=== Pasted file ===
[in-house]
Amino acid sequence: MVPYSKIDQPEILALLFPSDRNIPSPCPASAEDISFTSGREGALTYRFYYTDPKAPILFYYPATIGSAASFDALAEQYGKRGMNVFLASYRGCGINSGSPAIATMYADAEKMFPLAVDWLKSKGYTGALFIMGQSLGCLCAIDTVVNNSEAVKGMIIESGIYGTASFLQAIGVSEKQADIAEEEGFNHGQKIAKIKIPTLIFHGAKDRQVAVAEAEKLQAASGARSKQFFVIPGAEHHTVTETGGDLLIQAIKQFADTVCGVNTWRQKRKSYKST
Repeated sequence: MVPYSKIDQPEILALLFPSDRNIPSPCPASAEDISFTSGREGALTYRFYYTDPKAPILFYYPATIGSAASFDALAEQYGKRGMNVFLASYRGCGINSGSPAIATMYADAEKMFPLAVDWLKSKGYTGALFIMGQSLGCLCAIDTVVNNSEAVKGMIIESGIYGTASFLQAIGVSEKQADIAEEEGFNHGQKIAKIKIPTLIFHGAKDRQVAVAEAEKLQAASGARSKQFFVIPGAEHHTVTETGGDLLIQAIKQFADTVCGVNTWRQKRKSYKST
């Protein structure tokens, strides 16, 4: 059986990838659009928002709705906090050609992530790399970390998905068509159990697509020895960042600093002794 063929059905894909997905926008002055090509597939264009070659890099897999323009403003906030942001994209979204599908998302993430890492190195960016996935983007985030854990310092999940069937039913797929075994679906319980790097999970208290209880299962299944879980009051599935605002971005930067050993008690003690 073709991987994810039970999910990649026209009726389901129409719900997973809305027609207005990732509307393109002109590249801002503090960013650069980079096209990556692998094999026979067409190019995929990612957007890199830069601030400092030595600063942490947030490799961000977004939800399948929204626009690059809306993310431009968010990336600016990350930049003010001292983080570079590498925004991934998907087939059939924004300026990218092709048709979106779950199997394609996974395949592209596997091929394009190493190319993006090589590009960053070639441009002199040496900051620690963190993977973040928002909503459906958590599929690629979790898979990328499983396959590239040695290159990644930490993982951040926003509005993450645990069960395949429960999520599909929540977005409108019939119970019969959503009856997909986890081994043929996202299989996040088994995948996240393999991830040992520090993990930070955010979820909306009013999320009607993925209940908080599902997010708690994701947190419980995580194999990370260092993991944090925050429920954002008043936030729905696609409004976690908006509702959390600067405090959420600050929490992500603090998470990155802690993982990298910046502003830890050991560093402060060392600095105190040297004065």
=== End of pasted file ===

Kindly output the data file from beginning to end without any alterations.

[in-house]
Amino acid sequence: MVPYSKIDQPEILALLFPSDRNIPSPCPASAEDISFTSGREGALTYRFYYTDPKAPILFYYPATIGSAASFDALAEQYGKRGMNVFLASYRGCGINSGSPAIATMYADAEKMFPLAVDWLKSKGYTGALFIMGQSLGCLCAIDTVVNNSEAVKGMIIESGIYGTASFLQAIGVSEKQADIAEEEGFNHGQKIAKIKIPTLIFHGAKDRQVAVAEAEKLQAASGARSKQFFVIPGAEHHTVTETGGDLLIQAIKQFADTVCGVNTWRQKRKSYKST
Repeated sequence: MVPYSKIDQPEILALLFPSDRNIPSPCPASAEDISFTSGREGALTYRFYYTDPKAPILFYYPATIGSAASFDALAEQYGKRGMNVFLASYRGCGINSGSPAIATMYADAEKMFPLAVDWLKSKGYTGALFIMGQSLGCLCAIDTVVNNSEAVKGMIIESGIYGTASFLQAIGVSEKQADIAEEEGFNHGQKIAKIKIPTLIFHGAKDRQVAVAEAEKLQAASGARSKQFFVIPGAEHHTVTETGGDLLIQAIKQFADTVCGVNTWRQKRKSYKST
């Protein structure tokens, strides 16, 4: 059986990838659009928002709705906090050609992530790399970390998905068509159990697509020895960042600093002794 063929059905894909997905926008002055090509597939264009070659890099897999323009403003906030942001994209979204599908998302993430890492190195960016996935983007985030854990310092999940069937039913797929075994679906319980790097999970208290209880299962299944879980009051599935605002971005930067050993008690003690 073709991987994810039970999910990649026209009726389901129409719900997973809305027609207005990732509307393109002109590249801002503090960013650069980079096209990556692998094999026979067409190019995929990612957007890199830069601030400092030595600063942490947030490799961000977004939800399948929204626009690059809306993310431009968010990336600016990350930049003010001292983080570079590498925004991934998907087939059939924004300026990218092709048709979106779950199997394609996974395949592209596997091929394009190493190319993006090589590009960053070639441009002199040496900051620690963190993977973040928002909503459906958590599929690629979790898979990328499983396959590239040695290159990644930490993982951040926003509005993450645990069960395949429960999520599909929540977005409108019939119970019969959503009856997909986890081994043929996202299989996040088994995948996240393999991830040992520090993990930070955010979820909306009013999320009607993925209940908080599902997010708690994701947190419980995580194999990370260092993991944090925050429920954002008043936030729905696609409004976690908006509702959390600067405090959420600050929490992500603090998470990155802690993982990298910046502003830890050991560093402060060392600095105190040297004065």